1st April 2007
Tocai Friulano cannot be called Tocai anymore.
The grape variety, employed (as you can imagine) mainly in Friuli Venezia Giulia, has no relationship with the famous Hungarian Tokaji wine, but Hungary authorities had appealed to the EU and obtained the change of its name, to avoid confusion.
Despite Italy opposition, Hungary was able to prove the longer history of their Tokaji and ultimately the legitimacy of its claim.
Tocai Friulano was not the only “victim”: France had to abolish Alsatian Tokay Pinot Gris, while Australia, where a fortified “Tokay” wine was being produced in the Rutherglen region, chose the new name Topaque for their product.
2 April 1868
Kawakami Zenbei was born in Joetsu, Niigata prefecture
He is considered to be the father of Japanese wine industry and as such he was the first in the Country to actually face the challenges offered by unforgiving Japanese weather (namely the spring rainy season, the typhoon season and, in Niigata, the heavy winter snow).
At first he planted already available hybrids, but soon he started making his own: he developed thousands of new varieties, but only a bunch of them showed some promise. His most famous creation is the still popular Muscat Bailey A, a pink skinned hybrid of Muscat of Hamburg (vitis vinifera) and Bailey (vitis labrusca) with thick skins and good disease resistance, late budding and early ripening. The wines are very light with low tannins and can miss some grip, but they are very floral and may be pleasant if you are in the right mood and you get used to the style. They are often made sweet (-ish).
Another of creation is the Black Queen hybrid, still employed today.
In his work he was sponsored by Suntory and he even had visits by Emperor Taisho and other members of the Imperial family.
7 April 1780
Benoît Raclet is born in Roanne (France).
Originally a functionary from the Loire region he had marry a girl from Beaujolais and he had moved there, becoming a grape grower in Romanèche.
Even before phylloxera, powdery and downy mildew epidemics the vines had problem: Raclet and his fellow vignerons had to fight against a little caterpillar called “pyrale”.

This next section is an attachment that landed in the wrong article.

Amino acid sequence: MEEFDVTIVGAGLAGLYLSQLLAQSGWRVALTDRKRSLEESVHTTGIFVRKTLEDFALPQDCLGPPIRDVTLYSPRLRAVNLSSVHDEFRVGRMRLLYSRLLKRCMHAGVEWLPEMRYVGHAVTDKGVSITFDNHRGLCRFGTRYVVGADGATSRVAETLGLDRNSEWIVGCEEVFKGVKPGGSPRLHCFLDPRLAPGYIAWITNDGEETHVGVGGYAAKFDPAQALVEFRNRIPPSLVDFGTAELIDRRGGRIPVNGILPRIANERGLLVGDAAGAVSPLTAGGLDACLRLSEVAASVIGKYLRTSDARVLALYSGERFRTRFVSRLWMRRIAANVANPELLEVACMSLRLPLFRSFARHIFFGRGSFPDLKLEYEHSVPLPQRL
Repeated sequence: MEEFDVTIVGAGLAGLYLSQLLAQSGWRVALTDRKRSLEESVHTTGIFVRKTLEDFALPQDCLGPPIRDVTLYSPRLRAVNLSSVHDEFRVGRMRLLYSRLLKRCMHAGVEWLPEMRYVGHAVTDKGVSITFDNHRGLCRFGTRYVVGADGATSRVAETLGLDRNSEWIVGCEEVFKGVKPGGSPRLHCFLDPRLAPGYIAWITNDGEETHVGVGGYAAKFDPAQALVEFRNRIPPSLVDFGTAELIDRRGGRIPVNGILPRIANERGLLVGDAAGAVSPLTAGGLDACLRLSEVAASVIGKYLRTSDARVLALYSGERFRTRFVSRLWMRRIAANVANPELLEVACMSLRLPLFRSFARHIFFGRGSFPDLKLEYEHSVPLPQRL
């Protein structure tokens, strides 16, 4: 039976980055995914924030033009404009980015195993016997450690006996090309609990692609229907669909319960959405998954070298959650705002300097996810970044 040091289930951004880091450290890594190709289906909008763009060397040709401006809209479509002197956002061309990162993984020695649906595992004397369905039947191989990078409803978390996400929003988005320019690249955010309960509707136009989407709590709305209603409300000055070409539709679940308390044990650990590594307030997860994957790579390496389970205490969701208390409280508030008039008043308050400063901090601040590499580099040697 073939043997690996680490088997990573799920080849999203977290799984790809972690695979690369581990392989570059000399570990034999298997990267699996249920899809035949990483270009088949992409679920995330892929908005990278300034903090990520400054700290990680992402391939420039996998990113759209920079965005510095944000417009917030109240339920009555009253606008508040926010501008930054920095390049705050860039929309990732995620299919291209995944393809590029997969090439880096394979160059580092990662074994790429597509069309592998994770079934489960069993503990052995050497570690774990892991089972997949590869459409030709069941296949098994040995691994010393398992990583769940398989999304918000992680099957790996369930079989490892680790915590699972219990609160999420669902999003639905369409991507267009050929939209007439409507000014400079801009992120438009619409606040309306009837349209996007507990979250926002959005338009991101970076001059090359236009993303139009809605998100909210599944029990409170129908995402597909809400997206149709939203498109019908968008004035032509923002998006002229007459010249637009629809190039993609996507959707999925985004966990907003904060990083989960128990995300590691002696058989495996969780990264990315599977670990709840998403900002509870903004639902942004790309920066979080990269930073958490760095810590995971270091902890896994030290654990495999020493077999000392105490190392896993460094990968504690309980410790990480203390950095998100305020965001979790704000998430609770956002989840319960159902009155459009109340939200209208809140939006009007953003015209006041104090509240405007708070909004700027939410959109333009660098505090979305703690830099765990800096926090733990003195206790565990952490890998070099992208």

After constant observation and experimentation he discovered that using hot water on the vines during the winter was an effective way to kill the pyrale larvae. The discovery was not immediately adopted by the other growers, suspicious of this bizarre “foreigner” who strolled his vineyards with a hot water pot in hand. However the system worked and it was widely adopted afterwards.
Raclet died in 1844 without gaining any recognition for his idea. He was awarded a Legion d’honneur, but that happened after his death and today his name is still remembered in Beaujolais where a bust has been erected in the village of Romanèche in what is now the Benoît Raclet square. A wine themed “Raclet Festival” is also hold every year on the last weekend of October.
10 April 1663
Samuel Pepys famously writes about ” Ho Bryan” on his diary
“Off the Exchange with Sir J. Cutler and Mr. Grant to the Royall Oak Tavern, in Lumbard Street, where Alexander Broome the poet was, a merry and witty man, I believe, if he be not a little conceited, and here drank a sort of French wine, called Ho Bryan,1 that hath a good and most particular taste that I never met with.”
Ho Bryan is of course Haut-Brion, the famous Bordeaux First Growth still valued and revered today. This is not the earliest mention of this wine in history, preceded by the one dating back to 1660 in the cellar book of King Charles II, but it is certainly the most famous.
18 April 1855
The list of the Grand Cru Classés châteaux of Bordeaux is published
I think that we all know the story: Bordeaux wine brokers were requested by Napoleon III a classification of the best estate producers of the region, to be used at the Paris Universal Exposition of 1855. They did this by ordering the producers according to the prices they were capable to fetch on the market at the time. Their classification is still very much relevant to the International wine market.
Of course criticism is widespread: the list only includes estates from Médoc (for reds) and Sauternes/Barzac (for sweet whites), with the notable exception of Haut-Brion; it has been never updated (with a couple of notable exceptions) so it may not be really reflective of quality; it classifies the producers and not the “terroir” itself etc etc.
We all know, we all care to some point, but the market ultimately decides the price, thus the classification clearly cannot and will not be dismissed anytime soon.